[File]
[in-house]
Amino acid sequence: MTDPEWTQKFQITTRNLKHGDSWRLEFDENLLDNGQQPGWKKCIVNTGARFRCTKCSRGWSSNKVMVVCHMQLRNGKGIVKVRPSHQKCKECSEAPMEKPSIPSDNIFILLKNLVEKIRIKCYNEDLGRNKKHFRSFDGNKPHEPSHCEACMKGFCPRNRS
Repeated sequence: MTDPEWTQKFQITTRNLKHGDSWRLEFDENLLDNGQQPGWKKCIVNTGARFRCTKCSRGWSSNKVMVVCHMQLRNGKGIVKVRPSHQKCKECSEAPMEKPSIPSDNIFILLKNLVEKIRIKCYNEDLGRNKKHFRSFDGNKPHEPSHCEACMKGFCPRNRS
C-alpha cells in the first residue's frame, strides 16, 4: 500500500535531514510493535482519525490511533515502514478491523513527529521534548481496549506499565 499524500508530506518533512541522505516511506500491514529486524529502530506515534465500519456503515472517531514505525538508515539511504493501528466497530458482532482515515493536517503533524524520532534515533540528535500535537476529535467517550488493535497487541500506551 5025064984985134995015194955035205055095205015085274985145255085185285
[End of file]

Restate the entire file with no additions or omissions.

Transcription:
[in-house]
Amino acid sequence: MTDPEWTQKFQITTRNLKHGDSWRLEFDENLLDNGQQPGWKKCIVNTGARFRCTKCSRGWSSNKVMVVCHMQLRNGKGIVKVRPSHQKCKECSEAPMEKPSIPSDNIFILLKNLVEKIRIKCYNEDLGRNKKHFRSFDGNKPHEPSHCEACMKGFCPRNRS
Repeated sequence: MTDPEWTQKFQITTRNLKHGDSWRLEFDENLLDNGQQPGWKKCIVNTGARFRCTKCSRGWSSNKVMVVCHMQLRNGKGIVKVRPSHQKCKECSEAPMEKPSIPSDNIFILLKNLVEKIRIKCYNEDLGRNKKHFRSFDGNKPHEPSHCEACMKGFCPRNRS
C-alpha cells in the first residue's frame, strides 16, 4: 500500500535531514510493535482519525490511533515502514478491523513527529521534548481496549506499565 499524500508530506518533512541522505516511506500491514529486524529502530506515534465500519456503515472517531514505525538508515539511504493501528466497530458482532482515515493536517503533524524520532534515533540528535500535537476529535467517550488493535497487541500506551 5025064984985134995015194955035205055095205015085274985145255085185285